Should We Be Hesitant to Embrace Transhumanism?
The human body has somewhere in the vicinity of 50 to 100 trillion cells, depending on who you ask. Each of these cells has .07 volts of electrical energy potential — a relatively small number you might say. But when you multiply those .07 volts times 50 to 100 trillion, you get somewhere between two and a half, to five trillion volts. We are powerhouses of electrical energy potential.
Yet for some, this potential isn’t enough. In the minds of transhumanists, the body is a work in progress — one in which we must actively improve toward some perceived ideal. In some circumstances they may be right; our bodies are not all created equally, some face deformities and defects, or aren’t built as sturdy as others, making a good argument for the need to artificially augment.
But according to researcher and author Gregg Braden, this is a slippery slope — one in which we must tread with caution while appreciating the truly high-tech construction of the biological suits we’ve found ourselves born into.
“All of the technology that is now being developed in the world around us, and I worked in the Cold War years in the defense industry, space-based lasers, ‘Star Wars’ Defense Initiative… and I have yet to this moment, seen any tech in the world around us that does not mimic what we already do in our cells, except our cells do it better,” Braden said in a recent interview with Regina Meredith on Open Minds.
With advancements in microchip technology, futurists envision a world in which we begin to work toward almost complete integration with technology and computers. Some even go so far as to believe we will one day be capable of transferring our consciousness onto a hard drive composed of microscopic silicon chips, experiencing the world through that mechanistic, binary scope of the computer — potentially allowing humans to achieve something that looks like immortality.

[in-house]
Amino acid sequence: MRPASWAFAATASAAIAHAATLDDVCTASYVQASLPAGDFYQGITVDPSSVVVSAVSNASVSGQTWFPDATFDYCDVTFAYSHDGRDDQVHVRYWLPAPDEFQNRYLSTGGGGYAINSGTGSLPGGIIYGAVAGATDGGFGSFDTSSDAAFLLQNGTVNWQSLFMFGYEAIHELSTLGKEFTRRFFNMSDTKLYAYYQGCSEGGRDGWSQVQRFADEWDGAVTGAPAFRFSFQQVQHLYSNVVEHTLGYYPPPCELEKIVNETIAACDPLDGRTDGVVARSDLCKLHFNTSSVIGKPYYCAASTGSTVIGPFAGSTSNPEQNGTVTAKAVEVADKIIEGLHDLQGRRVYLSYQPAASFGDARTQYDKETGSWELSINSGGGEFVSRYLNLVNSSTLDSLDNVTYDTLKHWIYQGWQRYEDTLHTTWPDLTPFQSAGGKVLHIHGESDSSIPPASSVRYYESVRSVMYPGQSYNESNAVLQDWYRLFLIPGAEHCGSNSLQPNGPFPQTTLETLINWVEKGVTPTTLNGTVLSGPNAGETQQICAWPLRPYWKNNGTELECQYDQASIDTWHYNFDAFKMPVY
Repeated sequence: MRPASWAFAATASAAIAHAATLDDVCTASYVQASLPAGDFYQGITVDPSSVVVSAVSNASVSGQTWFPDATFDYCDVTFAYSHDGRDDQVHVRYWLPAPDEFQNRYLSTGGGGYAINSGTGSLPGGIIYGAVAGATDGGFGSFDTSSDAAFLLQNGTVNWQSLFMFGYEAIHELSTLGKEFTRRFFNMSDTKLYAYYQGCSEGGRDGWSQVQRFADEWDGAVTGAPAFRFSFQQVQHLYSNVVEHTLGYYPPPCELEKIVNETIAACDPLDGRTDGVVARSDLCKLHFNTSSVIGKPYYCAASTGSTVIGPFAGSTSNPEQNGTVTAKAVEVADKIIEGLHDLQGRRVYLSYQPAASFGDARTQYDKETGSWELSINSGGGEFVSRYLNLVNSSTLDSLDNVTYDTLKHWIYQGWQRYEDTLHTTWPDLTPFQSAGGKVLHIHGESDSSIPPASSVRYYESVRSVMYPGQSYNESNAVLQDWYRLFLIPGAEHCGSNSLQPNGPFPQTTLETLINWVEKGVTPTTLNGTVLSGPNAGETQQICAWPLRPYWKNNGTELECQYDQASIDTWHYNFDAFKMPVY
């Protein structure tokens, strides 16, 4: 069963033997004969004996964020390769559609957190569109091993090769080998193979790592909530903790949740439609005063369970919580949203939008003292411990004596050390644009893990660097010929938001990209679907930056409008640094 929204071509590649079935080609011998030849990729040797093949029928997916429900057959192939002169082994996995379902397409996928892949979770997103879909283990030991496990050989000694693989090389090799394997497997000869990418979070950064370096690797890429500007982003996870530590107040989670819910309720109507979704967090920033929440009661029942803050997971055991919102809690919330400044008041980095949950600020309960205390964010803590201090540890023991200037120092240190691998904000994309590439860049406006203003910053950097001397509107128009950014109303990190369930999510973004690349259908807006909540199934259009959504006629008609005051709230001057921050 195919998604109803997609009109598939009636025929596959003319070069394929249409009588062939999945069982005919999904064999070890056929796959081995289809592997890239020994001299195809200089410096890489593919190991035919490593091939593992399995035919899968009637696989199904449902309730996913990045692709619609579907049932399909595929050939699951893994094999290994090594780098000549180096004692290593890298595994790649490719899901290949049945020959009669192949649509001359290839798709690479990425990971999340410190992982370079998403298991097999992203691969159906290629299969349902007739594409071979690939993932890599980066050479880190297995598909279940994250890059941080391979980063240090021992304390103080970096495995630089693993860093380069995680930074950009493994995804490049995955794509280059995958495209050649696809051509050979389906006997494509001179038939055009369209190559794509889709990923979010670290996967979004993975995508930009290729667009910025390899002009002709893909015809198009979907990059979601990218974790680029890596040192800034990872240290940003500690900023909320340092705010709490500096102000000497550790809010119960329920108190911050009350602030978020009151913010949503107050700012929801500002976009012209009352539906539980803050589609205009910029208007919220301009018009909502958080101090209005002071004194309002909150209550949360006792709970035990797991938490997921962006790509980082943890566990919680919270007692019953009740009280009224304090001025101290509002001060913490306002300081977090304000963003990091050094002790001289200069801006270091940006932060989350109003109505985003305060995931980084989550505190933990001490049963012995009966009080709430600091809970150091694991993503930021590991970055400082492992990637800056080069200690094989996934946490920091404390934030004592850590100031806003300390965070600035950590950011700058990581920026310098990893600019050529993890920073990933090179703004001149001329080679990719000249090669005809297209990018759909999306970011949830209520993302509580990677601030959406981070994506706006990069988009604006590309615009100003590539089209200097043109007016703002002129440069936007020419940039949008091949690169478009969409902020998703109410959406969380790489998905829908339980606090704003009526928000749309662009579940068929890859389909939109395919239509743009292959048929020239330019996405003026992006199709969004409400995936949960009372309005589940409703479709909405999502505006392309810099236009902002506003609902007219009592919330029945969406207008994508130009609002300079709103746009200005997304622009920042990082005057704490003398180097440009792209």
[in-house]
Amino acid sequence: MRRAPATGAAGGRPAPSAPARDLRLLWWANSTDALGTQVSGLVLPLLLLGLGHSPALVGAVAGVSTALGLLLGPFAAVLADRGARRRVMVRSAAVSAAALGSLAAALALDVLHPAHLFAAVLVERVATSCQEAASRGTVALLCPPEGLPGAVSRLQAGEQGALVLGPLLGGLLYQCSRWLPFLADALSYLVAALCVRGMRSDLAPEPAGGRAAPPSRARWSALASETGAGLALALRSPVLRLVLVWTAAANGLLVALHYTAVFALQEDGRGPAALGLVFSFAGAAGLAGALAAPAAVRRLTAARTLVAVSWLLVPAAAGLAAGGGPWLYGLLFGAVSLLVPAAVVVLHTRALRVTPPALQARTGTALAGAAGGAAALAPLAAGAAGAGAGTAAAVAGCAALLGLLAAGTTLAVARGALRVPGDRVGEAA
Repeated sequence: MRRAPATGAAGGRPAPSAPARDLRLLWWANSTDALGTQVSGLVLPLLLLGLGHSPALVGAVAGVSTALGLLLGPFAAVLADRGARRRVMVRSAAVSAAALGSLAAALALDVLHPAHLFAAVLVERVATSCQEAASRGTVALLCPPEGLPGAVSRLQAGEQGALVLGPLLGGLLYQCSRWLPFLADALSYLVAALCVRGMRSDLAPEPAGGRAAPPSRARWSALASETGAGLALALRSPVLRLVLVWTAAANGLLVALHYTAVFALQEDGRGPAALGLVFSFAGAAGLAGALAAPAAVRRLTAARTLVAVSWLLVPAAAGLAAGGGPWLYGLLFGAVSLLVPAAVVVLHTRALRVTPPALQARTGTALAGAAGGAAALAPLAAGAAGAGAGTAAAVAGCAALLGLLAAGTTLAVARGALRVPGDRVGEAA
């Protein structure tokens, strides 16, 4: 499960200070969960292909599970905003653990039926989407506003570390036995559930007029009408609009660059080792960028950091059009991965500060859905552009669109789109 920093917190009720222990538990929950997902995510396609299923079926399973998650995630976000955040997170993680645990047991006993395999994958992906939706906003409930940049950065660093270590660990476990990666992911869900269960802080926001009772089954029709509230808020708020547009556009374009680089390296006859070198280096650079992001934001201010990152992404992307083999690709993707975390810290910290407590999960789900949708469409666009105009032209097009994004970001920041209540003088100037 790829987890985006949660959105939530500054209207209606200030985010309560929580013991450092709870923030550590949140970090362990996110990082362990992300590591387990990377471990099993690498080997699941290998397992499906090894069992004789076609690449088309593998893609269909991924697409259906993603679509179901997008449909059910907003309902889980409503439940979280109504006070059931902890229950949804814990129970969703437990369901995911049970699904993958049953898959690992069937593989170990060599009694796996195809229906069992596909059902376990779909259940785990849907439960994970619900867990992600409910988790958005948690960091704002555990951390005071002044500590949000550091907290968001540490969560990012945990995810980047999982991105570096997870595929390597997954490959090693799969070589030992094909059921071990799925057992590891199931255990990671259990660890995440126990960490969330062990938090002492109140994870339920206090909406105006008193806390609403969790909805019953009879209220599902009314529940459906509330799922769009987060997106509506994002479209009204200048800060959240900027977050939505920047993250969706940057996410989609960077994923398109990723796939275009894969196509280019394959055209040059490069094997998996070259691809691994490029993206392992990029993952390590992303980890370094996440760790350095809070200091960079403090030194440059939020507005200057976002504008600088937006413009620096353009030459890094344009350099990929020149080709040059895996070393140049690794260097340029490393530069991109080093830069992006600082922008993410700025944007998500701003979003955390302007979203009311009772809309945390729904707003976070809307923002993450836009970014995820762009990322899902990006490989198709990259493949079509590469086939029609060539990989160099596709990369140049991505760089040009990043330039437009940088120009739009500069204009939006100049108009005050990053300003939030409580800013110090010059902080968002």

But this reductionist mindset of the materialist, scientific lens is incredibly arrogant, Braden said.
Firstly, science’s “hard problem of consciousness” currently limits it from understanding what exactly consciousness is and where it comes from. And secondly, would this really even be the same kind of consciousness? Can you separate consciousness from our biological nature? And if you could, why would you?
Those are the two trains of thought when it comes to the views of our advancing technology and the transhumanist movement, Braden said.
One side views it as, “If we were never supposed to learn how to achieve such a feat, why have we gotten this far?”
While the other side says, “Just because we can, doesn’t mean we should.”
This leads Braden and Meredith into a perceived bifurcation of thought in our society and the extremes it appears to be leaning toward. On one end of the spectrum, the technocratic/futurist worldview sees the inevitability of our advancements and the near-utopian future it brings as the best possible outcome. While the other end harkens back for a more Luddite or parochial return to past lifestyles where economies were more decentralized and humans lived closer to nature.